Science: Climate and Biodiversity Monitoring

multiple images for climate biodiversity monitoring

CDFW Climate-Biodiversity Sentinel Site Network

Long-term monitoring (spanning decades) is crucial to understanding how ecosystems change over time at local, regional, and state-wide scales, which informs management strategies and actions aimed at conserving California’s biodiversity for future generations.

The CDFW Science Institute, Lands, and Wildlife Diversity Programs, as part of a larger statewide partnership through the California Biodiversity Network(opens in new tab) are establishing a CDFW Climate-Biodiversity Sentinel Site Network to continuously monitor ecosystems and wildlife on public lands statewide.

This network of sentinel sites will feature scientific grade sensor equipment to monitor climate, wildlife, and plants for the purposes of determining overall ecosystem health, identifying emerging hazards or risks to biodiversity, and monitoring how species and ecosystems are responding and adapting to climate change.

The data collected through this effort will inform land management in the face of climate change and other stressors.

What is a ‘Sentinel Site Network’?

In this case, a sentinel site is a long-term monitoring and evaluation location where continuous data streams are collected on climate and biodiversity-related variables. The data collected are used to determine status and trends of species and ecosystems facing climate change.

The California Climate-Biodiversity Sentinel Site Network is a statewide, multi-jurisdictional partnership and community of practice for science-informed management.

Creating Sentinel Sites

CDFW sentinel sites are being established on select Wildlife Areas and Ecological Reserves across the state. These sites were chosen to reflect the wide range of climate conditions and ecosystem types in California (e.g., coastal, deserts, high-elevation mountain sites, valleys, foothills, etc.).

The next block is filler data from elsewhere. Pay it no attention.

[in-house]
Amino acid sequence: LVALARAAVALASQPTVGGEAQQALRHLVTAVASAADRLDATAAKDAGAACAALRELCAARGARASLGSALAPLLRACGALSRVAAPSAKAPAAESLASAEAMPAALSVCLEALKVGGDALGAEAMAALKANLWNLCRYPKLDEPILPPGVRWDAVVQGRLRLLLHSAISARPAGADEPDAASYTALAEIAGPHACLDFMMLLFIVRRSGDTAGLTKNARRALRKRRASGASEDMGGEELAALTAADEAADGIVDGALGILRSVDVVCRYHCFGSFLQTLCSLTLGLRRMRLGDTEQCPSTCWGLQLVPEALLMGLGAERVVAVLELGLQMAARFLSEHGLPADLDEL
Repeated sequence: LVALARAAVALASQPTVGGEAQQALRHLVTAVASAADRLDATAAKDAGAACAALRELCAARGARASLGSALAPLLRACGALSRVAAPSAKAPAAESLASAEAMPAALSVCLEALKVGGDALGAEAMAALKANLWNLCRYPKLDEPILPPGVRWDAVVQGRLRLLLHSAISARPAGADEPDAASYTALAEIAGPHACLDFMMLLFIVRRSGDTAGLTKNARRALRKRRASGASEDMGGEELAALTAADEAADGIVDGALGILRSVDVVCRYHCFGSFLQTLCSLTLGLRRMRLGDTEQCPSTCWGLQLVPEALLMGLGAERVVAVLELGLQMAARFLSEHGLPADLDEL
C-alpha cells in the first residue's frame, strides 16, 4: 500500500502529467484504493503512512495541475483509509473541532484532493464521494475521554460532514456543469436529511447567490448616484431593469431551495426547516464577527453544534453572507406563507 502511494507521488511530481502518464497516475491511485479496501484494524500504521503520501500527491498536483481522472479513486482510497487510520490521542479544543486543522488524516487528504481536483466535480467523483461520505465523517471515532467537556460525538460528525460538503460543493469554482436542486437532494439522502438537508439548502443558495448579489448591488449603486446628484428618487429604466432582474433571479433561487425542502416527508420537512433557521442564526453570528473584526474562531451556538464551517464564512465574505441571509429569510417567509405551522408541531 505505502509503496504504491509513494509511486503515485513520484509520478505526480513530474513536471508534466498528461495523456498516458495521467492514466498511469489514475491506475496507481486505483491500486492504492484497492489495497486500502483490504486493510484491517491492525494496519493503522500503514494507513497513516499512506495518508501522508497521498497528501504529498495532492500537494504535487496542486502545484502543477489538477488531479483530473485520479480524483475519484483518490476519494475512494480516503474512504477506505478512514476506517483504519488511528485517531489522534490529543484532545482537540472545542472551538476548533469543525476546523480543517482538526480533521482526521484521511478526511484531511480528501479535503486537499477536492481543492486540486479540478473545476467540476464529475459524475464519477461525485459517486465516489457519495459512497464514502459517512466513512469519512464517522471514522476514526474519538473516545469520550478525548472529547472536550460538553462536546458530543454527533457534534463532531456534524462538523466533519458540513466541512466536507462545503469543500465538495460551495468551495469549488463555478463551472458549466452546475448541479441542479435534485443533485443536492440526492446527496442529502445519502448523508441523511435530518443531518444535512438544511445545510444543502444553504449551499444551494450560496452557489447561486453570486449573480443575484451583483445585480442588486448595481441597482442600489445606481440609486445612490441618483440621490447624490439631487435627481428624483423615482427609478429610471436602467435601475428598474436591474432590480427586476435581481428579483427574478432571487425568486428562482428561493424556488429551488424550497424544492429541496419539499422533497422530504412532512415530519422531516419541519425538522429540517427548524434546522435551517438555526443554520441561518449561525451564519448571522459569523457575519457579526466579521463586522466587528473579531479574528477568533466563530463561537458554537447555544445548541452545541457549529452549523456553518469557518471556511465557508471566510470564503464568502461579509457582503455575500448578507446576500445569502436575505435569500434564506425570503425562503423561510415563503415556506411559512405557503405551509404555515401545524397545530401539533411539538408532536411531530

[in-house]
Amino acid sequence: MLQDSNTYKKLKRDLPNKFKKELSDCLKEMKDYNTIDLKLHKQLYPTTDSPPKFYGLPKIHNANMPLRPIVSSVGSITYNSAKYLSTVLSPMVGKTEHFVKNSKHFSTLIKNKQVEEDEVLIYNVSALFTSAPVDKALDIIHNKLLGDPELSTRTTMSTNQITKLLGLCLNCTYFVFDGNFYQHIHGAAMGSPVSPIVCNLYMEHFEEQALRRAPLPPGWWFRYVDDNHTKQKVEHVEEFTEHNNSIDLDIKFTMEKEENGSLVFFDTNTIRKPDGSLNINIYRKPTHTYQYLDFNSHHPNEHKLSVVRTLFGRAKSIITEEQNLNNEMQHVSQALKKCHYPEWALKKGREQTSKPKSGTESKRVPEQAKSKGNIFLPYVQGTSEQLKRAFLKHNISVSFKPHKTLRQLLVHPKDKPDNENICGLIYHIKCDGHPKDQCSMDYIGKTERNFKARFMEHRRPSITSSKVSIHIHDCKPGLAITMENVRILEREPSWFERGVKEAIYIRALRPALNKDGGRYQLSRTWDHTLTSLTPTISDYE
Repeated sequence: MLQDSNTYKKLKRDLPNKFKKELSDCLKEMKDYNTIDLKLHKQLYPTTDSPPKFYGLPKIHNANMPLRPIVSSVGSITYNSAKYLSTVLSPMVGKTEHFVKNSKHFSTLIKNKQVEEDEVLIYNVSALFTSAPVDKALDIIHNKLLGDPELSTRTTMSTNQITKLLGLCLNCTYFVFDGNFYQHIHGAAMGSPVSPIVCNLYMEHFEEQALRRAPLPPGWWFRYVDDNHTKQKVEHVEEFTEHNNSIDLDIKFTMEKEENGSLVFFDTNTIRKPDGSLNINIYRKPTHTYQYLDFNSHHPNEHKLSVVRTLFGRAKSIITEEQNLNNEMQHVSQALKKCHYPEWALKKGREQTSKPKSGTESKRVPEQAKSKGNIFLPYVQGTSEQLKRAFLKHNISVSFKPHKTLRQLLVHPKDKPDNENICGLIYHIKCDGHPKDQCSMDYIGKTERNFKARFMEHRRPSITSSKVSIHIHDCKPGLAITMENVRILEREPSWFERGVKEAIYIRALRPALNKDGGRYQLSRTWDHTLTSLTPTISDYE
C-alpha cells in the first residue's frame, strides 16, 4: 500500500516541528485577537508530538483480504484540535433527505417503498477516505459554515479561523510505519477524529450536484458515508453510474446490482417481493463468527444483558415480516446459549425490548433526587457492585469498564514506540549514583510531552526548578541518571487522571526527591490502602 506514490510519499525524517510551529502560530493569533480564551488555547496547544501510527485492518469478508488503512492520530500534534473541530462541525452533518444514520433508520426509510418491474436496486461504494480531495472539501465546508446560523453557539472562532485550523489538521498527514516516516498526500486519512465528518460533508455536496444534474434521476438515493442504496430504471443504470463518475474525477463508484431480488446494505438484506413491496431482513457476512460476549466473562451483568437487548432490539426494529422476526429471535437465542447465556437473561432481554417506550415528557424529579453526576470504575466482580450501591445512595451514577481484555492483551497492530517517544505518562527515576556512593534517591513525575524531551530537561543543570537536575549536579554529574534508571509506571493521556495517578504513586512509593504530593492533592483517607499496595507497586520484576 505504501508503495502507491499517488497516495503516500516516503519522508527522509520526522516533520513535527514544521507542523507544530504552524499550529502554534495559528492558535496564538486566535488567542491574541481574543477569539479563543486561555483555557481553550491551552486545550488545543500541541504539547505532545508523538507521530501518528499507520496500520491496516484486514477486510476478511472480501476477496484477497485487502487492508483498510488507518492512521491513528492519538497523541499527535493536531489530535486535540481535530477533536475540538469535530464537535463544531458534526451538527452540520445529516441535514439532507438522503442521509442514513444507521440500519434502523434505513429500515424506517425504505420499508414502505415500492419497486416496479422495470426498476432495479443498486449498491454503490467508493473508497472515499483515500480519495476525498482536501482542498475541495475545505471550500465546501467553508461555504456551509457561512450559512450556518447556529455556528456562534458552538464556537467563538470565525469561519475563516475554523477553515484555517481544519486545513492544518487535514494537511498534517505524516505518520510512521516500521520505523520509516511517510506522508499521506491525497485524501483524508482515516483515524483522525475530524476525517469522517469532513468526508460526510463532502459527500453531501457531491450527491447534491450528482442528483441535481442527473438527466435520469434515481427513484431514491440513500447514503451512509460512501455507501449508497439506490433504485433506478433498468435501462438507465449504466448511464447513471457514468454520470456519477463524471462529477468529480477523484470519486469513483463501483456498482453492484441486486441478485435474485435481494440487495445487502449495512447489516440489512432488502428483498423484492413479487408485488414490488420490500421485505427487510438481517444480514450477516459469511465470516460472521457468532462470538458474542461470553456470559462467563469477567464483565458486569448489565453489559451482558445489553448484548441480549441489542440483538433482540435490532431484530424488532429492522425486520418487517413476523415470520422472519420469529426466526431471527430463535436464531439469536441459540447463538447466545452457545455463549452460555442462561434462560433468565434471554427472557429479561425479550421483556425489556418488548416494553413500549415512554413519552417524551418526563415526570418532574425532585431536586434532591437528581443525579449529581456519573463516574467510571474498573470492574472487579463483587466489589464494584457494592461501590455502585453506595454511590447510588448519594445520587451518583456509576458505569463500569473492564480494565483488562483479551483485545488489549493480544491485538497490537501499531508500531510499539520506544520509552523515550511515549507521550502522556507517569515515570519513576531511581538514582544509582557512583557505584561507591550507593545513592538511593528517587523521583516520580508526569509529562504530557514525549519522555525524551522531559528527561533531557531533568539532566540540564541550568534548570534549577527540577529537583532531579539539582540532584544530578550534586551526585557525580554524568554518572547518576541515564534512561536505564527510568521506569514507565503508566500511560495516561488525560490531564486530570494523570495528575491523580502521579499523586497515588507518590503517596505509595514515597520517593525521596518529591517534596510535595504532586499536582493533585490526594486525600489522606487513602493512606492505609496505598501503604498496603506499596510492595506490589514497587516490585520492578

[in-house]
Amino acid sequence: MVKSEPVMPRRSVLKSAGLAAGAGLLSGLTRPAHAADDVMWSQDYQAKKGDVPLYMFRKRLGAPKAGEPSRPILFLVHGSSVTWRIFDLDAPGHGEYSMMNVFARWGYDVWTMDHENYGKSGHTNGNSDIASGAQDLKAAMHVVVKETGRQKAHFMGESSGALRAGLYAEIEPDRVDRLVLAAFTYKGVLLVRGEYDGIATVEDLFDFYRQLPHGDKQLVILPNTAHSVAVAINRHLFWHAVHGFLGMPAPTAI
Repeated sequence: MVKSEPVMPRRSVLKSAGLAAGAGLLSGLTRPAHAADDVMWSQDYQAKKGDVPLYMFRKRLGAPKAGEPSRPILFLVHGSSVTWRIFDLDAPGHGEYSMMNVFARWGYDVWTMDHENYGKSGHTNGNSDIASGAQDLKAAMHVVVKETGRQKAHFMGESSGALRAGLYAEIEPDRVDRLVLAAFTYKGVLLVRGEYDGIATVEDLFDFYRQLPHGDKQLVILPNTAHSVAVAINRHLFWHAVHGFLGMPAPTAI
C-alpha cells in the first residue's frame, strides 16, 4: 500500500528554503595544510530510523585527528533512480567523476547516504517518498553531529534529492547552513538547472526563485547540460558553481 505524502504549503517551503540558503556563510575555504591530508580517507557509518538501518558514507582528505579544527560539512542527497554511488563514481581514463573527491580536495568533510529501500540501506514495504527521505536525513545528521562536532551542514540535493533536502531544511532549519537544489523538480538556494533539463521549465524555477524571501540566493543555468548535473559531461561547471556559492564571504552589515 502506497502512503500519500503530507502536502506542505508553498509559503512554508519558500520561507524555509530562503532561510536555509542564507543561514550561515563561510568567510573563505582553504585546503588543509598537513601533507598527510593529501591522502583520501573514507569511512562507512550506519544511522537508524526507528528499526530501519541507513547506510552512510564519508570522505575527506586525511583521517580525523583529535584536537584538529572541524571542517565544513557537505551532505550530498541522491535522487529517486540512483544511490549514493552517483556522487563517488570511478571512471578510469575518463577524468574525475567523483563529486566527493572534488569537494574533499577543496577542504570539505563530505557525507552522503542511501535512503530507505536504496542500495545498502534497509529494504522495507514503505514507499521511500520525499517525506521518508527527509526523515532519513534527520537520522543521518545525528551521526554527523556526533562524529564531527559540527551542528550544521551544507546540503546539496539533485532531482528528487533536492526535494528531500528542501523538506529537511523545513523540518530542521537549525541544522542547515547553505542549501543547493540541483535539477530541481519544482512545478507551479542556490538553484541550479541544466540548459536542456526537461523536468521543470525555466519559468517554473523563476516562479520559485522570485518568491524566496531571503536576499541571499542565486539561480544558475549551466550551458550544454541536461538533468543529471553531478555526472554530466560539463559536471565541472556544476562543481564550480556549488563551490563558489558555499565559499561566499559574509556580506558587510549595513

Each sentinel site location will host at least one weather station with a variety of sensors for climate monitoring, and suites of wildlife cameras and acoustic sensors (for birds and bats), permanent vegetation monitoring plots, and Motus telemetry stations (to capture animal movements) for biodiversity monitoring.

Access the current map of CDFW planned sentinel sites (PDF)(opens in new tab). This map will be updated as additional sites are added to the network.

Click here(opens in new tab)(opens in new tab)Access the current map of CDFW planned sentinel sites. This map will be updated as additional sites are added to the network.

Exploring the Data

Data collected by each weather station are publicly accessible on Dendra.Science(opens in new tab), a data platform developed and managed by UC Berkeley. Dendra includes climate data from CDFW as well as other organizations within the statewide sentinel site network.

Each weather station measures the following variables: air temperature, precipitation, solar radiation, photosynthetically active solar radiation, relative humidity, wind speed and direction, barometric pressure, soil moisture and temperature, and fuel moisture (a measure of wildfire risk).

Biodiversity sensors are measuring the presence of small and large mammals, reptiles and amphibians, birds and bats, and changes in vegetation patterns over time. These data will be stored on a variety of different data management and analysis platforms.

Data collected by Motus stations is available at (opens in new tab). The Motus network permits researchers to understand the movements of tagged animals regardless of the ownership or management of the station. This system benefits the Department by increasing the research potential of poorly studied species and it also benefits research partners by providing an infrastructure for the study of animal movements at the continental scale. Visit CDFW's Motus system web page for more information on how Motus is being used to track wildlife movement.


These datasets on climate and biodiversity allow scientists to evaluate potential links between climate change and effects on local species and ecosystems. This information helps land managers to understand climate change-related effects and risks to biodiversity and practice adaptive management.

Additionally, by establishing records of ecosystem conditions before, during, and after extreme events such as drought, floods, and wildfires, scientists can identify locations on the landscape that act as potential climate refugia (areas that are relatively buffered from the impacts of climate change), and conversely highlight areas where climate impacts are substantial and where extensive restoration efforts may not be prudent.

Understanding the effects of climate change at multiple spatial, temporal, and taxonomic scales can inform land-management decisions and long-term conservation goals and strategies for California’s biodiversity.

Working Together

CDFW is coordinating with multiple external collaborators on the California Climate-Biodiversity Sentinel Site Network, including UC Natural Reserve System, UC Berkeley, Pepperwood Preserve, the Nature Conservancy, USGS, and the broader California Biodiversity Network Sentinel Site Roundtable(opens in new tab)